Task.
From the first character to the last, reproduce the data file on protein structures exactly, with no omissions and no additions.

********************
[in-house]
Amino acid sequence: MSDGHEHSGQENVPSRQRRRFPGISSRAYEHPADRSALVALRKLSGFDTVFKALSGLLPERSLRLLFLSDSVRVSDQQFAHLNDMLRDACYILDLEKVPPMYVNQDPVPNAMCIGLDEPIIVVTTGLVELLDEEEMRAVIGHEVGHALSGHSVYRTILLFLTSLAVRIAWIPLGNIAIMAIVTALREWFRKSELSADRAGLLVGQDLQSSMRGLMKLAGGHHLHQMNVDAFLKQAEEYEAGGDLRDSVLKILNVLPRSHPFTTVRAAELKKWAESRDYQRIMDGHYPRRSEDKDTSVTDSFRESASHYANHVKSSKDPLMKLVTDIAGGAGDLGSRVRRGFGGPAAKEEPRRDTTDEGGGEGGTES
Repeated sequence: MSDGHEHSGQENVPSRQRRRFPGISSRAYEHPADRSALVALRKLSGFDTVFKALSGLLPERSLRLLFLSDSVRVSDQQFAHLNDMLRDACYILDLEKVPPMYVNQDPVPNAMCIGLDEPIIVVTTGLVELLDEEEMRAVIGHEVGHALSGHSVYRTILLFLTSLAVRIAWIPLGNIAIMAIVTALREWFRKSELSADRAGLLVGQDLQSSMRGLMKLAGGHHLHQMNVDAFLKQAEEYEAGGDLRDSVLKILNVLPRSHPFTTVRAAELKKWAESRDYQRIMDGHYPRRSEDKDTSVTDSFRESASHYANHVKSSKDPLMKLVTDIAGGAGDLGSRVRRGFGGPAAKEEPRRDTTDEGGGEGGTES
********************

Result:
[in-house]
Amino acid sequence: MSDGHEHSGQENVPSRQRRRFPGISSRAYEHPADRSALVALRKLSGFDTVFKALSGLLPERSLRLLFLSDSVRVSDQQFAHLNDMLRDACYILDLEKVPPMYVNQDPVPNAMCIGLDEPIIVVTTGLVELLDEEEMRAVIGHEVGHALSGHSVYRTILLFLTSLAVRIAWIPLGNIAIMAIVTALREWFRKSELSADRAGLLVGQDLQSSMRGLMKLAGGHHLHQMNVDAFLKQAEEYEAGGDLRDSVLKILNVLPRSHPFTTVRAAELKKWAESRDYQRIMDGHYPRRSEDKDTSVTDSFRESASHYANHVKSSKDPLMKLVTDIAGGAGDLGSRVRRGFGGPAAKEEPRRDTTDEGGGEGGTES
Repeated sequence: MSDGHEHSGQENVPSRQRRRFPGISSRAYEHPADRSALVALRKLSGFDTVFKALSGLLPERSLRLLFLSDSVRVSDQQFAHLNDMLRDACYILDLEKVPPMYVNQDPVPNAMCIGLDEPIIVVTTGLVELLDEEEMRAVIGHEVGHALSGHSVYRTILLFLTSLAVRIAWIPLGNIAIMAIVTALREWFRKSELSADRAGLLVGQDLQSSMRGLMKLAGGHHLHQMNVDAFLKQAEEYEAGGDLRDSVLKILNVLPRSHPFTTVRAAELKKWAESRDYQRIMDGHYPRRSEDKDTSVTDSFRESASHYANHVKSSKDPLMKLVTDIAGGAGDLGSRVRRGFGGPAAKEEPRRDTTDEGGGEGGTES